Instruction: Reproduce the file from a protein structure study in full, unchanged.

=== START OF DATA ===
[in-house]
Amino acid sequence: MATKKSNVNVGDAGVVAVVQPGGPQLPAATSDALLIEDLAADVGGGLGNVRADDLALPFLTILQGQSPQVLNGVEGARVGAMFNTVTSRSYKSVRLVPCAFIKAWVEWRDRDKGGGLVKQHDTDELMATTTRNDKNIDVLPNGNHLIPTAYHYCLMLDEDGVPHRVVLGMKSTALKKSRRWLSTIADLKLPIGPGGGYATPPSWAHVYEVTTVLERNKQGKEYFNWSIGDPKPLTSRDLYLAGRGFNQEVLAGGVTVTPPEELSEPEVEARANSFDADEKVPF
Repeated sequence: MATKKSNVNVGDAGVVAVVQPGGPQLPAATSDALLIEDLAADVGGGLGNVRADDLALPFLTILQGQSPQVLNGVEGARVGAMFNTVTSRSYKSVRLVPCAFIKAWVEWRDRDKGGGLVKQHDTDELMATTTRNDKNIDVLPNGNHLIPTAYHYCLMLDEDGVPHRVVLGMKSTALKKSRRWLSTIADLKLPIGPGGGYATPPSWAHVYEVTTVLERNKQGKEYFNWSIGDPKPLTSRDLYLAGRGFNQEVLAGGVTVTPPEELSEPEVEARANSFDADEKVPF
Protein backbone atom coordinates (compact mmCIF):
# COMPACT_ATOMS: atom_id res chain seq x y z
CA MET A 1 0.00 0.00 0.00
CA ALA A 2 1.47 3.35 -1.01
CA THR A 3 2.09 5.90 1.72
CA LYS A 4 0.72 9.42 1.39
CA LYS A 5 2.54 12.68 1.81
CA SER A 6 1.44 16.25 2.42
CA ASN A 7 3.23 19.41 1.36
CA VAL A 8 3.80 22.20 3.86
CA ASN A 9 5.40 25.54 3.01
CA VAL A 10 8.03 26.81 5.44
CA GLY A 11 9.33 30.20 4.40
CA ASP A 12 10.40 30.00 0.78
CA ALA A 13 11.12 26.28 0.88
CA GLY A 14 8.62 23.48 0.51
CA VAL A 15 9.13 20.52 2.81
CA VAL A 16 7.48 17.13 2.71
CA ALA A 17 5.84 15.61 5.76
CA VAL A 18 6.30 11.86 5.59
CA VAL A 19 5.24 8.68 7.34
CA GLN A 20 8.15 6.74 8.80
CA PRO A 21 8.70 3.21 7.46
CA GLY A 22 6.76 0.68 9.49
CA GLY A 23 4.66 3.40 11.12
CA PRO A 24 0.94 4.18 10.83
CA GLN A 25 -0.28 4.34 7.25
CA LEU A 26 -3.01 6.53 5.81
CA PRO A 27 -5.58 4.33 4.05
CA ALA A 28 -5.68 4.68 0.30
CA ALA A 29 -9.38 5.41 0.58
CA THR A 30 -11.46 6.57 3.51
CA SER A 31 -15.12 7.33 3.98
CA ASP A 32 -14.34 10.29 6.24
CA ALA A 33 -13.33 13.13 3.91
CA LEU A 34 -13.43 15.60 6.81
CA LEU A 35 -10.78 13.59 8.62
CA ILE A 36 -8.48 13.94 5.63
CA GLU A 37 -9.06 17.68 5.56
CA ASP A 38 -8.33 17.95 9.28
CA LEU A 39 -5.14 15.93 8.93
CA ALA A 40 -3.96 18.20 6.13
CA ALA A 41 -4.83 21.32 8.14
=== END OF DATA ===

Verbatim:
[in-house]
Amino acid sequence: MATKKSNVNVGDAGVVAVVQPGGPQLPAATSDALLIEDLAADVGGGLGNVRADDLALPFLTILQGQSPQVLNGVEGARVGAMFNTVTSRSYKSVRLVPCAFIKAWVEWRDRDKGGGLVKQHDTDELMATTTRNDKNIDVLPNGNHLIPTAYHYCLMLDEDGVPHRVVLGMKSTALKKSRRWLSTIADLKLPIGPGGGYATPPSWAHVYEVTTVLERNKQGKEYFNWSIGDPKPLTSRDLYLAGRGFNQEVLAGGVTVTPPEELSEPEVEARANSFDADEKVPF
Repeated sequence: MATKKSNVNVGDAGVVAVVQPGGPQLPAATSDALLIEDLAADVGGGLGNVRADDLALPFLTILQGQSPQVLNGVEGARVGAMFNTVTSRSYKSVRLVPCAFIKAWVEWRDRDKGGGLVKQHDTDELMATTTRNDKNIDVLPNGNHLIPTAYHYCLMLDEDGVPHRVVLGMKSTALKKSRRWLSTIADLKLPIGPGGGYATPPSWAHVYEVTTVLERNKQGKEYFNWSIGDPKPLTSRDLYLAGRGFNQEVLAGGVTVTPPEELSEPEVEARANSFDADEKVPF
Protein backbone atom coordinates (compact mmCIF):
# COMPACT_ATOMS: atom_id res chain seq x y z
CA MET A 1 0.00 0.00 0.00
CA ALA A 2 1.47 3.35 -1.01
CA THR A 3 2.09 5.90 1.72
CA LYS A 4 0.72 9.42 1.39
CA LYS A 5 2.54 12.68 1.81
CA SER A 6 1.44 16.25 2.42
CA ASN A 7 3.23 19.41 1.36
CA VAL A 8 3.80 22.20 3.86
CA ASN A 9 5.40 25.54 3.01
CA VAL A 10 8.03 26.81 5.44
CA GLY A 11 9.33 30.20 4.40
CA ASP A 12 10.40 30.00 0.78
CA ALA A 13 11.12 26.28 0.88
CA GLY A 14 8.62 23.48 0.51
CA VAL A 15 9.13 20.52 2.81
CA VAL A 16 7.48 17.13 2.71
CA ALA A 17 5.84 15.61 5.76
CA VAL A 18 6.30 11.86 5.59
CA VAL A 19 5.24 8.68 7.34
CA GLN A 20 8.15 6.74 8.80
CA PRO A 21 8.70 3.21 7.46
CA GLY A 22 6.76 0.68 9.49
CA GLY A 23 4.66 3.40 11.12
CA PRO A 24 0.94 4.18 10.83
CA GLN A 25 -0.28 4.34 7.25
CA LEU A 26 -3.01 6.53 5.81
CA PRO A 27 -5.58 4.33 4.05
CA ALA A 28 -5.68 4.68 0.30
CA ALA A 29 -9.38 5.41 0.58
CA THR A 30 -11.46 6.57 3.51
CA SER A 31 -15.12 7.33 3.98
CA ASP A 32 -14.34 10.29 6.24
CA ALA A 33 -13.33 13.13 3.91
CA LEU A 34 -13.43 15.60 6.81
CA LEU A 35 -10.78 13.59 8.62
CA ILE A 36 -8.48 13.94 5.63
CA GLU A 37 -9.06 17.68 5.56
CA ASP A 38 -8.33 17.95 9.28
CA LEU A 39 -5.14 15.93 8.93
CA ALA A 40 -3.96 18.20 6.13
CA ALA A 41 -4.83 21.32 8.14